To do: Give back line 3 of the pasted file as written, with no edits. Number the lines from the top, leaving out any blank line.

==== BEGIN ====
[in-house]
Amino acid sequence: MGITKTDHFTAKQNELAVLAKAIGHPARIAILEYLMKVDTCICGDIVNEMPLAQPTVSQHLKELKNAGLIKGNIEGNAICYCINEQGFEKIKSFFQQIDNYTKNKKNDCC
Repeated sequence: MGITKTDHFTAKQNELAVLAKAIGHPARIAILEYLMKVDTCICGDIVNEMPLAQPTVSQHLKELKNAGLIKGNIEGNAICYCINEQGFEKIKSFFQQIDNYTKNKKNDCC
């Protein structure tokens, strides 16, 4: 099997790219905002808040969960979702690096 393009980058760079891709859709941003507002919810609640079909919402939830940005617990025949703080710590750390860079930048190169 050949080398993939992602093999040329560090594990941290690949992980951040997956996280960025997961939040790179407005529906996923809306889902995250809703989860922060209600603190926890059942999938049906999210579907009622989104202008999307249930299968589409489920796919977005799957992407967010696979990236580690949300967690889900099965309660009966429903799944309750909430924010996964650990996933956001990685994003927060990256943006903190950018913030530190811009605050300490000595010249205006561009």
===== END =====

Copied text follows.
Repeated sequence: MGITKTDHFTAKQNELAVLAKAIGHPARIAILEYLMKVDTCICGDIVNEMPLAQPTVSQHLKELKNAGLIKGNIEGNAICYCINEQGFEKIKSFFQQIDNYTKNKKNDCC